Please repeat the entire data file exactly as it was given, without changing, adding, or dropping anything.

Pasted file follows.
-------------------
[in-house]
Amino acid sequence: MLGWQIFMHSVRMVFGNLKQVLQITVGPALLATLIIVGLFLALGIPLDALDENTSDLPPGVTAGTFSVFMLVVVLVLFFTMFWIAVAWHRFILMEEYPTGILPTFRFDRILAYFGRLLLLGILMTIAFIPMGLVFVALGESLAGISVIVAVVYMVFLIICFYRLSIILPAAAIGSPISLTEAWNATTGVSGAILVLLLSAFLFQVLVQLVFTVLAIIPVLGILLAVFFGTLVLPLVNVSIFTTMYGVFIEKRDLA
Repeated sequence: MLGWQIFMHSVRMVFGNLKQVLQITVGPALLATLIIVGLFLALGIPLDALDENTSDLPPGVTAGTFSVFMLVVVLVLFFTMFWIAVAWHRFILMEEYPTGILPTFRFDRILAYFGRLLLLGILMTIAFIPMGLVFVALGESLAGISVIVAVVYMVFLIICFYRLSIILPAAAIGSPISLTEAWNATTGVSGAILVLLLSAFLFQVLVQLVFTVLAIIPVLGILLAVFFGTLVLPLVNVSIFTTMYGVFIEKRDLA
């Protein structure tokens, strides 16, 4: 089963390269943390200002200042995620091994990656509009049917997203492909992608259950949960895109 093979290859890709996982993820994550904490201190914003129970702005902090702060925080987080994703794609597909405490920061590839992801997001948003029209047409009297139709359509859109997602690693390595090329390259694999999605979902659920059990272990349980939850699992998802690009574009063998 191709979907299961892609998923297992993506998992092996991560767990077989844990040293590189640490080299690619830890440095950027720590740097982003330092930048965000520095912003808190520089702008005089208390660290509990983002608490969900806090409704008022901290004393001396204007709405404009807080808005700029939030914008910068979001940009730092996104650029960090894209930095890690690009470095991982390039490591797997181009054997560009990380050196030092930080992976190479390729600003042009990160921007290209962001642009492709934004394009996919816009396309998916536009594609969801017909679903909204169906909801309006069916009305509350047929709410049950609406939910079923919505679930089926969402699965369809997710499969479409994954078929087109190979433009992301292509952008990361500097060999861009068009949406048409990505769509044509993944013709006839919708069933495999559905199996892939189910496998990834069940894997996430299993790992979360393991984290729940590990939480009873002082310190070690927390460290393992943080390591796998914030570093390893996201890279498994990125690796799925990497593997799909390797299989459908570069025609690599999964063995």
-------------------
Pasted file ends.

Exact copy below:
[in-house]
Amino acid sequence: MLGWQIFMHSVRMVFGNLKQVLQITVGPALLATLIIVGLFLALGIPLDALDENTSDLPPGVTAGTFSVFMLVVVLVLFFTMFWIAVAWHRFILMEEYPTGILPTFRFDRILAYFGRLLLLGILMTIAFIPMGLVFVALGESLAGISVIVAVVYMVFLIICFYRLSIILPAAAIGSPISLTEAWNATTGVSGAILVLLLSAFLFQVLVQLVFTVLAIIPVLGILLAVFFGTLVLPLVNVSIFTTMYGVFIEKRDLA
Repeated sequence: MLGWQIFMHSVRMVFGNLKQVLQITVGPALLATLIIVGLFLALGIPLDALDENTSDLPPGVTAGTFSVFMLVVVLVLFFTMFWIAVAWHRFILMEEYPTGILPTFRFDRILAYFGRLLLLGILMTIAFIPMGLVFVALGESLAGISVIVAVVYMVFLIICFYRLSIILPAAAIGSPISLTEAWNATTGVSGAILVLLLSAFLFQVLVQLVFTVLAIIPVLGILLAVFFGTLVLPLVNVSIFTTMYGVFIEKRDLA
């Protein structure tokens, strides 16, 4: 089963390269943390200002200042995620091994990656509009049917997203492909992608259950949960895109 093979290859890709996982993820994550904490201190914003129970702005902090702060925080987080994703794609597909405490920061590839992801997001948003029209047409009297139709359509859109997602690693390595090329390259694999999605979902659920059990272990349980939850699992998802690009574009063998 191709979907299961892609998923297992993506998992092996991560767990077989844990040293590189640490080299690619830890440095950027720590740097982003330092930048965000520095912003808190520089702008005089208390660290509990983002608490969900806090409704008022901290004393001396204007709405404009807080808005700029939030914008910068979001940009730092996104650029960090894209930095890690690009470095991982390039490591797997181009054997560009990380050196030092930080992976190479390729600003042009990160921007290209962001642009492709934004394009996919816009396309998916536009594609969801017909679903909204169906909801309006069916009305509350047929709410049950609406939910079923919505679930089926969402699965369809997710499969479409994954078929087109190979433009992301292509952008990361500097060999861009068009949406048409990505769509044509993944013709006839919708069933495999559905199996892939189910496998990834069940894997996430299993790992979360393991984290729940590990939480009873002082310190070690927390460290393992943080390591796998914030570093390893996201890279498994990125690796799925990497593997799909390797299989459908570069025609690599999964063995």